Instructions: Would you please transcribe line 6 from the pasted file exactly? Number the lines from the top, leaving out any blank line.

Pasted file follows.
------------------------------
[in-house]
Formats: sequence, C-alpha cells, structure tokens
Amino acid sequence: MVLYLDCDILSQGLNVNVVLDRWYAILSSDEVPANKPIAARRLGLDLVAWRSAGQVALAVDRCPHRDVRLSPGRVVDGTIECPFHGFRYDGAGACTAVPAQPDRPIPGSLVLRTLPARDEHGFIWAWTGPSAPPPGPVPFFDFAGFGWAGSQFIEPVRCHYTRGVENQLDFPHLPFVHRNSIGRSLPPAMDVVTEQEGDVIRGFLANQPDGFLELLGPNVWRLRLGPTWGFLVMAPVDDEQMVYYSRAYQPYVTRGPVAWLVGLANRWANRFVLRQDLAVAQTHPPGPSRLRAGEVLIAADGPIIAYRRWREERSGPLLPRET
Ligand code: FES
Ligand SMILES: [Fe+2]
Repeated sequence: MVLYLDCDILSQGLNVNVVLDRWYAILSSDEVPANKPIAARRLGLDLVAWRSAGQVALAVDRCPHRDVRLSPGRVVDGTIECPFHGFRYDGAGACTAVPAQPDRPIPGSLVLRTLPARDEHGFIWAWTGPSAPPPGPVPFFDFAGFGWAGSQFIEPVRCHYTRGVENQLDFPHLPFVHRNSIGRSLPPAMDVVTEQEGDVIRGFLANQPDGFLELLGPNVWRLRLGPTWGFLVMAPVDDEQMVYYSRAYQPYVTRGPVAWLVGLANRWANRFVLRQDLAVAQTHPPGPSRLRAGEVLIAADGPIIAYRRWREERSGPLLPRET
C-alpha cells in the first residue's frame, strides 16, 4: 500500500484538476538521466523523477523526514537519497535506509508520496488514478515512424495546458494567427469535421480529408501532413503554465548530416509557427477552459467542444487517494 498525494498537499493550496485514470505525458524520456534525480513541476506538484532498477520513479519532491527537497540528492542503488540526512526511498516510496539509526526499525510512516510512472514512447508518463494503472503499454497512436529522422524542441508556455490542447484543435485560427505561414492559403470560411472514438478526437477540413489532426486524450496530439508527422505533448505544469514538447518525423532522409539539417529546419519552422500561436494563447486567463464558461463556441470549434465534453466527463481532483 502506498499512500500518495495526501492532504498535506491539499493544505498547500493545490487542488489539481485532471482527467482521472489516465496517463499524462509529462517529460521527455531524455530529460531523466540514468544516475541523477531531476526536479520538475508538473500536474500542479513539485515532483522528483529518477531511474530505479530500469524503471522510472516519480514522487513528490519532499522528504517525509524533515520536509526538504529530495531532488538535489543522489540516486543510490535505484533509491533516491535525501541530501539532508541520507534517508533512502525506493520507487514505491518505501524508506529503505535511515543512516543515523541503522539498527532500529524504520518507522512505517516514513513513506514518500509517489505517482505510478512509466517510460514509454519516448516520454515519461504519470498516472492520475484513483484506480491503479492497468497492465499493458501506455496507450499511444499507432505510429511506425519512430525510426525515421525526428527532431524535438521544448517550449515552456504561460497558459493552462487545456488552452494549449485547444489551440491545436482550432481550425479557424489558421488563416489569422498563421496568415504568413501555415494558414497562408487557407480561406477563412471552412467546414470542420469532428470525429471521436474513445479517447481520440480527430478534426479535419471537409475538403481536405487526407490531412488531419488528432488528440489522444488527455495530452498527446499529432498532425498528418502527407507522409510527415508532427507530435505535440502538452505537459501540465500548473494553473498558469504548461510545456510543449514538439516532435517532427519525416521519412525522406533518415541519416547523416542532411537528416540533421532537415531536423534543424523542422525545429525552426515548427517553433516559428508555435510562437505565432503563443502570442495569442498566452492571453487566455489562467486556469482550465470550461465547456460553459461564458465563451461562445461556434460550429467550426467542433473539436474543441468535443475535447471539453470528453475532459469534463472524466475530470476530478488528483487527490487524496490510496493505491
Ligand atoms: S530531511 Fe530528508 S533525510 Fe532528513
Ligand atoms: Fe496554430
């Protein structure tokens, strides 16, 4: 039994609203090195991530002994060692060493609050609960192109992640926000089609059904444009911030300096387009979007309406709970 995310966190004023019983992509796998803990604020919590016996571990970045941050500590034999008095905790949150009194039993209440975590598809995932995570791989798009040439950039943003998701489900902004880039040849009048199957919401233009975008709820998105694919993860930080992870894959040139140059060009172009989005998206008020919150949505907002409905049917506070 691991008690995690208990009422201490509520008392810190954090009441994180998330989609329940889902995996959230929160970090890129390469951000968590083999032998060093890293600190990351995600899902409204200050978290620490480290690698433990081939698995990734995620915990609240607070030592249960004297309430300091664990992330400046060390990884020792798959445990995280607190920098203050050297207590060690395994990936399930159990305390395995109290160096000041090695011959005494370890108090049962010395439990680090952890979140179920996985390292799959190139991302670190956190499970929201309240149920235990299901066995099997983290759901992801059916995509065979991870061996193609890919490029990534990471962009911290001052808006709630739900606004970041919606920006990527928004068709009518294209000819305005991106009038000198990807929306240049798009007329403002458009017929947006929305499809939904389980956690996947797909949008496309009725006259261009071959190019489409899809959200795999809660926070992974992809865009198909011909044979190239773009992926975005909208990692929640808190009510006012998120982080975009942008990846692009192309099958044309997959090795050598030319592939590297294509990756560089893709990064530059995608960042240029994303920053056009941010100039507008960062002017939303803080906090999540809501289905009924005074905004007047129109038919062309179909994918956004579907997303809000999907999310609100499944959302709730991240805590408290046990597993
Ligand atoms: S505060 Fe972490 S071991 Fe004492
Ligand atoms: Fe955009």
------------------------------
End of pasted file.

Repeated sequence: MVLYLDCDILSQGLNVNVVLDRWYAILSSDEVPANKPIAARRLGLDLVAWRSAGQVALAVDRCPHRDVRLSPGRVVDGTIECPFHGFRYDGAGACTAVPAQPDRPIPGSLVLRTLPARDEHGFIWAWTGPSAPPPGPVPFFDFAGFGWAGSQFIEPVRCHYTRGVENQLDFPHLPFVHRNSIGRSLPPAMDVVTEQEGDVIRGFLANQPDGFLELLGPNVWRLRLGPTWGFLVMAPVDDEQMVYYSRAYQPYVTRGPVAWLVGLANRWANRFVLRQDLAVAQTHPPGPSRLRAGEVLIAADGPIIAYRRWREERSGPLLPRET